No. 960
August 22, 2018

About The UjianNasional

Author, commentator, influencer. The Consigliere. Minister of the High-Octane Truth. Editor-in-Chief of .

Peter DeLorenzo has been in and around the sport of racing since the age of ten. After a 22-year career in automotive marketing and advertising, where he worked on national campaigns as well as creating many motorsports campaigns for various clients, DeLorenzo established on June 1, 1999. Over the years DeLorenzo's commentaries on racing and the business of motorsports have resonated throughout the industry. Because of the burgeoning influence of those commentaries, DeLorenzo has directly consulted automotive clients on the fundamental direction and content of their motorsports programs. DeLorenzo is considered to be one of the most influential voices commenting on the sport today.

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By Peter M. DeLorenzo

Detroit. It's no big secret that racing as we know it is heading for change and upheaval. The auto companies' push into electrification is having them look for ways to justify their massive investment in R&D, which is why you're seeing major moves into Formula E by multiple manufacturers. Is Formula E going to replace Formula 1? No, but that avenue of racing is going to be making a lot of noise - not on the track, unfortunately - especially in its fifth year of existence, when the cars will be able to complete the entire race distance on one charge.

I used to be more bullish on Formula E than I am now. I don't discount the efficacy of developing electrified powertrains through racing, after all, my proposed just that more than ten years ago, only with the added component of hydrogen, which I still believe will be the ultimate power application for electric vehicles down the road. But one crucial part of the rules package for the HERF series was that every manufacturer had to develop their own "sound signature" through electronic amplification, or using the air flowing over the car, or both. Because it was obvious to me that racing without the visceral appeal of sound would be seriously lacking. And that's why Formula E has only limited appeal for me now. Yes, I get it, the research and development of future electric powertrains is best accomplished by pushing them to the limit in racing, but without sound - the glorified slot car noise of Formula E is not compelling in the least - it doesn't work for me.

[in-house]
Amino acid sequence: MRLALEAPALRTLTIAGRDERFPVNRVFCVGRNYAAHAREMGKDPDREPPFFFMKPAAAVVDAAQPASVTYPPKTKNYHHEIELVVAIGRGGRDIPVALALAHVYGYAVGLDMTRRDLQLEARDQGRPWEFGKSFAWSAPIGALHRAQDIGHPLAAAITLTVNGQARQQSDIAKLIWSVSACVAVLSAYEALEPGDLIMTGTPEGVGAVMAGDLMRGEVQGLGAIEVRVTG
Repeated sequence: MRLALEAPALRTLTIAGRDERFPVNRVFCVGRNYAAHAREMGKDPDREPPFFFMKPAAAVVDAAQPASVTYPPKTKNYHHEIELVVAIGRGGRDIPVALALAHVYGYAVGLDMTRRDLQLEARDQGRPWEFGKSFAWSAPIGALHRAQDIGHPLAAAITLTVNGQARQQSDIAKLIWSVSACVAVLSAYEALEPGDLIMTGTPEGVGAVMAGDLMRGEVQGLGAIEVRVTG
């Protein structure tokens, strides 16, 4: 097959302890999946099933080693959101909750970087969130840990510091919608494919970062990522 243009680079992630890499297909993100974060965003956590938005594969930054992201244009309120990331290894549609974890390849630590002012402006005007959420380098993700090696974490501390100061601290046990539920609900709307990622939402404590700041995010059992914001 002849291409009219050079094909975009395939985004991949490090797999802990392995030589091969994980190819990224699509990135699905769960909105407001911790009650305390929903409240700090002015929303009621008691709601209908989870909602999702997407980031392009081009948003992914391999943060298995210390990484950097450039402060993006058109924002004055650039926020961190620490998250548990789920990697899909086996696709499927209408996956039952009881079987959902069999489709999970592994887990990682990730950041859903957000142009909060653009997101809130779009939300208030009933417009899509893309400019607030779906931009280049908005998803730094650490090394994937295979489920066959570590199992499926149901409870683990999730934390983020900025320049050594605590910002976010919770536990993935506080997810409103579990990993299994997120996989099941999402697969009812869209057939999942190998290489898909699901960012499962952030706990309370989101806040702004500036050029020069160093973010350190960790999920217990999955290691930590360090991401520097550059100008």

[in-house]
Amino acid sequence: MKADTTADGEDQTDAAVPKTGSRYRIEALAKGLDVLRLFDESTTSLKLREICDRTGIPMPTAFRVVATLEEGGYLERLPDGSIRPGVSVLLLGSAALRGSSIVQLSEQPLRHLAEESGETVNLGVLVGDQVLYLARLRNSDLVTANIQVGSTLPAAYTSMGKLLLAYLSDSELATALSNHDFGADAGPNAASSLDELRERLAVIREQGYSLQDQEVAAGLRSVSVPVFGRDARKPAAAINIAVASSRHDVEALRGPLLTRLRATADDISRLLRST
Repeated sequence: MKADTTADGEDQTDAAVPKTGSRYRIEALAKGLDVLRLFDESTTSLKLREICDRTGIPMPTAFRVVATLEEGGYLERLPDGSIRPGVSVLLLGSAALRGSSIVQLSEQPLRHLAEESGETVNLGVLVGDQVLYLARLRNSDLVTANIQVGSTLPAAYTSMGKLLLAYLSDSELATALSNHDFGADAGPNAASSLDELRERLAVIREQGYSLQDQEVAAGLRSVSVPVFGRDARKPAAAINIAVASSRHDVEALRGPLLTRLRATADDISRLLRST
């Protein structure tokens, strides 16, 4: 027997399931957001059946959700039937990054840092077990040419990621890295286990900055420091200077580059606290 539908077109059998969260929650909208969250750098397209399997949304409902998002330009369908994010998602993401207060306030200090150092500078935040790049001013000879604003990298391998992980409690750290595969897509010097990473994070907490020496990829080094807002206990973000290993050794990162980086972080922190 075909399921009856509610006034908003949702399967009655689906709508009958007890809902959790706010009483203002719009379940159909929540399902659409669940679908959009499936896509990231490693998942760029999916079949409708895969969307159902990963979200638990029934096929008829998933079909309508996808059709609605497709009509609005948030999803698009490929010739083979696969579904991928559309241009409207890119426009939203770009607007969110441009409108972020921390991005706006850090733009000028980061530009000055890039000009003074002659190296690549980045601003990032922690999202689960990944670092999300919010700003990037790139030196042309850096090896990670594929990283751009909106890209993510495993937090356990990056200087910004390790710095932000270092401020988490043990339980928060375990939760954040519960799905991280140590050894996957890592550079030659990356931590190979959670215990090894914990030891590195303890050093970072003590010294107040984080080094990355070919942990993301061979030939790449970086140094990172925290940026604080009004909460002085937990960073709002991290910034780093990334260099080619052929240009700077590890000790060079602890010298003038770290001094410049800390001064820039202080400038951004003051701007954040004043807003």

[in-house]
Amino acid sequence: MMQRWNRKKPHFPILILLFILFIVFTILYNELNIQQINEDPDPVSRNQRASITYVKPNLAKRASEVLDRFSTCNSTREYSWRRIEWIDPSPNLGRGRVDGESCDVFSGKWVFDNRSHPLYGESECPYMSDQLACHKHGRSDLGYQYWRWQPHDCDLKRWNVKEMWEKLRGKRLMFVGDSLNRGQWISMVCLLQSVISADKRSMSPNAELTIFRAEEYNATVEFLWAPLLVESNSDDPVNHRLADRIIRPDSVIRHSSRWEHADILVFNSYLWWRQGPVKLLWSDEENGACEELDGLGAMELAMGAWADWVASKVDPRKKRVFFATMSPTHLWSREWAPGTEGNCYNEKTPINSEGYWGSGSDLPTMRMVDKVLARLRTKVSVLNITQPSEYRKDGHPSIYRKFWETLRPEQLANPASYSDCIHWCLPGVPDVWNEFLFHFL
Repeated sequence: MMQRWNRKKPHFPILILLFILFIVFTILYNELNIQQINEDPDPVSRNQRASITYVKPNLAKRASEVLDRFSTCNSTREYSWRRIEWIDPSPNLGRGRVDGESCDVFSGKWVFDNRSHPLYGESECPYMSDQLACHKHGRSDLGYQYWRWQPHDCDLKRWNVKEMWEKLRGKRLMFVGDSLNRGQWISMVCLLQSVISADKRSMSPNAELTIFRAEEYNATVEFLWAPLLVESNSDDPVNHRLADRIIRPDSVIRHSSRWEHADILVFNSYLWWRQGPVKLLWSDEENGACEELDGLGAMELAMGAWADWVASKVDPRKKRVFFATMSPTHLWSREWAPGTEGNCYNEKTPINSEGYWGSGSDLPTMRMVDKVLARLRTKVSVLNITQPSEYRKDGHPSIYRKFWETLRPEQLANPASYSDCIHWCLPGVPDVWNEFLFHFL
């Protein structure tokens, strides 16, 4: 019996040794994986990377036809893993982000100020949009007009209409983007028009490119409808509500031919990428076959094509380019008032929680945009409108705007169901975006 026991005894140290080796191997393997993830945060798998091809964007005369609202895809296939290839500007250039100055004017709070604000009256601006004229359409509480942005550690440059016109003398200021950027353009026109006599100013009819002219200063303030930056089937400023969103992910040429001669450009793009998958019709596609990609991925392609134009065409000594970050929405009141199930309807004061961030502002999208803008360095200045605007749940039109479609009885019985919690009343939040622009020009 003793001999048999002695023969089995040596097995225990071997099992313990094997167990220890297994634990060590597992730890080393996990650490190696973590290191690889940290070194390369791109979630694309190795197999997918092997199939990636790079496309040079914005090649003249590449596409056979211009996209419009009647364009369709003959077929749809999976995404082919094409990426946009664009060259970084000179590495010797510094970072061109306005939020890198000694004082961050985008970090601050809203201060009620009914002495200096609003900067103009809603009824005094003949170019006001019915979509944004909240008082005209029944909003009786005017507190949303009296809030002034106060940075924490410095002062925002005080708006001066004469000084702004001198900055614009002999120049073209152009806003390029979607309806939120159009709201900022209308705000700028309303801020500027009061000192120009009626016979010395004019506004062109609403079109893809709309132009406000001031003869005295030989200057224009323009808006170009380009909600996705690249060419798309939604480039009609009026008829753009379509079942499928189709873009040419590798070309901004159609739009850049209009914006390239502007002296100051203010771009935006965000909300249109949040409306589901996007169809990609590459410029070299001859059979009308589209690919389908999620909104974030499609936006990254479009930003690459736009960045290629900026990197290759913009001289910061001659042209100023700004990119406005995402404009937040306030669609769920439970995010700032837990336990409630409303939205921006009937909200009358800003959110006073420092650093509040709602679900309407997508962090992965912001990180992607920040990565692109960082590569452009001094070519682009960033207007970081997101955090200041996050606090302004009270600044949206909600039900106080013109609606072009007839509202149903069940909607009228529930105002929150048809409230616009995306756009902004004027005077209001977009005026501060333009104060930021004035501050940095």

Where does that leave the rest of racing? I think we all have to get used to the fact that conventional racing - using internal combustion engines - will become a variation of "vintage" racing. Make no mistake, the ICE will be around for another 40-50 years, because the fact of the matter is that electrification just will not work for all transportation applications. But a large chunk of our future transportation fleets will be electrified, which means that ICEs will become an anachronism, whether we like it or not.

And if you think about it, we're already halfway there. Formula 1 is reviewing its engine rules package for the next decade right now, and there's a strong push to not have those engines be directly linked to current passenger engine standards. And why should they? With Formula E occupying the electrification/green space, why should Formula 1 go down that road too? Here's to a new, unapologetic engine package for Formula 1 that is more than a nod to previous generations of power. After all, if ICEs are going to fade from view in a few decades, the visceral appeal of a screaming F1 car will become magnified and a huge draw.